Disney (DIS) from 30,000 feet

I’d only followed DIS from afar until the company acquired Marvel Entertainment, which I held in my portfolio, for a combination of stock and cash in late 2009.  I kept the shares I acquired and also bought more while DIS was depressed by critics doubting the wisdom of its move. I’m tempted to write about how wrong that view was, but that’s for another day (not soon).

As I studied DIS’s financials, I found that ESPN accounted for about 75% of the firm’s overall operating profit.  The movie studio, run by a former monorail driver at the theme parks, was a mess.  Income from the parks was depressed by recession.  The Disney brand was also almost completely dependent on female characters, making Disney attractions less appealing to half the adolescent population.  ESPN, on the other hand, was/is the dominant sports cable franchise in the US and was going from strength to strength.  For a moment–until I realized the marketing advantages of having the Disney name in the public eye–I wondered why the company didn’t just rename itself ESPN.

In addition, the simple percentage of earnings seemed to me to understate the importance of ESPN to DIS.  The movie business is typically a hit-or-miss affair and therefore doesn’t merit a premium multiple.  Same with the hotels/theme parks, because they have a lot of operating leverage and are highly sensitive to the business cycle.  So I concluded the key to the DIS story was the progression of its secular powerhouse–and its one high-multiple business–ESPN.  Nothing else mattered that much.  (Of course, I didn’t understand the full power of Marvel, or the turnaround in the Disney studio, or the subsequent acquisition of the Star Wars franchise, but that’s a separate issue.)

In 2012, ESPN began an effort to expand its business in a major way into the EU by bidding large amounts for broadcast rights to major soccer games in the UK.  Incumbent broadcasters, however, realized (correctly) that no matter what the cost it would be cheaper to keep ESPN out of their market than to deal with it once it had a foothold.  So they bid crazy-high prices for the rights. ESPN withdrew.

ESPN’s failure was disappointing in two ways.  A new avenue of growth was closed off.  At the same time, the attempt itself signaled that ESPN believed its existing Americas business was nearing, or entering, maturity.  That’s when I began easing toward the door.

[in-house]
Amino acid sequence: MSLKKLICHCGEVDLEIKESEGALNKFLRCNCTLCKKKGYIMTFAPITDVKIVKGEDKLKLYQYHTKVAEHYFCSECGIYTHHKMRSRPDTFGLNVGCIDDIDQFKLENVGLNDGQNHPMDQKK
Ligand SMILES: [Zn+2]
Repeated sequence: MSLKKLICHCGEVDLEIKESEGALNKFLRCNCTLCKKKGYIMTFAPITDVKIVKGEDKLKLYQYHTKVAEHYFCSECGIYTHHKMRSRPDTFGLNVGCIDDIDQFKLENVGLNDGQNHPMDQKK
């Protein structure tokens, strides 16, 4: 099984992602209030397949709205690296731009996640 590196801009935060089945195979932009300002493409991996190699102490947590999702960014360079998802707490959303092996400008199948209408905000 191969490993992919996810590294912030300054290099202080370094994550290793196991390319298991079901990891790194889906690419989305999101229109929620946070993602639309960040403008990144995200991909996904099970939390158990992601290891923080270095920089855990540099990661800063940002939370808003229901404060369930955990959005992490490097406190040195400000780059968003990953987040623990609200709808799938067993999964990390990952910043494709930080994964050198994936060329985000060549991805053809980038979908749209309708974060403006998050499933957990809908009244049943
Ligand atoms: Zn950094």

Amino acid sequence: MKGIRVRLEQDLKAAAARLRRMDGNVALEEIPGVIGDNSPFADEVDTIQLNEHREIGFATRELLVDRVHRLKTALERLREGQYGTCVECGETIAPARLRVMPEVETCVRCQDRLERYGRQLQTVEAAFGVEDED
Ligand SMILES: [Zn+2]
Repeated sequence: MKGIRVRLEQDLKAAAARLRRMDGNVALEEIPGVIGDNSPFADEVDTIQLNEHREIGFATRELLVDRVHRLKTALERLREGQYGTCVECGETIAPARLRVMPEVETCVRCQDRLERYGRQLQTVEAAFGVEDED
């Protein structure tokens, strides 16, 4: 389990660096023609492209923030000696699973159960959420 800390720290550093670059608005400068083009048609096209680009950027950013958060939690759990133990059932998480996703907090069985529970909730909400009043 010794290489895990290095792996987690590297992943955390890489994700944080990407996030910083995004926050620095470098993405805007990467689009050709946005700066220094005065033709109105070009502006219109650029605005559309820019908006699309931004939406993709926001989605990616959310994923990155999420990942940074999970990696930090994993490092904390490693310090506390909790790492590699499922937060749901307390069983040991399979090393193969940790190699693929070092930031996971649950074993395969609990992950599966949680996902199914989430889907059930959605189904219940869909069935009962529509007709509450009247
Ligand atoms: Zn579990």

The issues for ESPN–cord-cutting and the high fees ESPN charges–are very clear today.  What I find most surprising is that it took the market three years, and an announcement of subscriber losses by DIS, for the stock market to focus on them.  So much for Wall Street’s ability to anticipate/discount future events, even for a major company.

I don’t think ESPN is helping its long-term future by seeking to boost ratings by having personalities shout at each other in faux debates.  Nor does covering WWE as if it were a real sport.  I think they’re further signs of decay.  My sports-fan sensibilities aside, the real issue is about price.

Suppose every cable subscriber pays $4 a month to get ESPN, but only 15% actually watch sports–or would pay for ESPN if it weren’t part of the basic package.  If so, the real cost per user is closer to $30 a month, most of which is being unwittingly subsidized by non-users.  There’s only one way to find out if current users would be willing to pay $30 for ESPN, which is by removing the service from the bundle everyone must buy, reducing the basic cable charge by $4 a month, and offering ESPN separately.  That’s what the cable companies want–and what ESPN is looking to avoid.

We’re nowhere near the end of this story.  I don’t think the final chapter will be pretty for ESPN.

On the other hand, as I see it, just after the UK rebuffed ESPN, DIS began to direct its ESPN cash flows away from cable and toward building up its film and theme park businesses.  For me, this was the sensible thing to do.  And it confirmed my analysis of the situation with ESPN.

My bottom line:  for four years ESPN has been the cash cow that’s funding DIS’s expansion elsewhere.  Wall Street only realized this twelve months ago.   But DIS’s reinvention of itself is still a work in progress.  Until the market begins to view DIS as an entertainment company that happens to own ESPN rather than ESPN-with-bells-and-whistles the stock will continue to struggle.

 

 

One response

  1. Pingback: What stocks to invest in = Disney (DIS) from 30,000 feet « PRACTICAL STOCK INVESTING | Stock Investing

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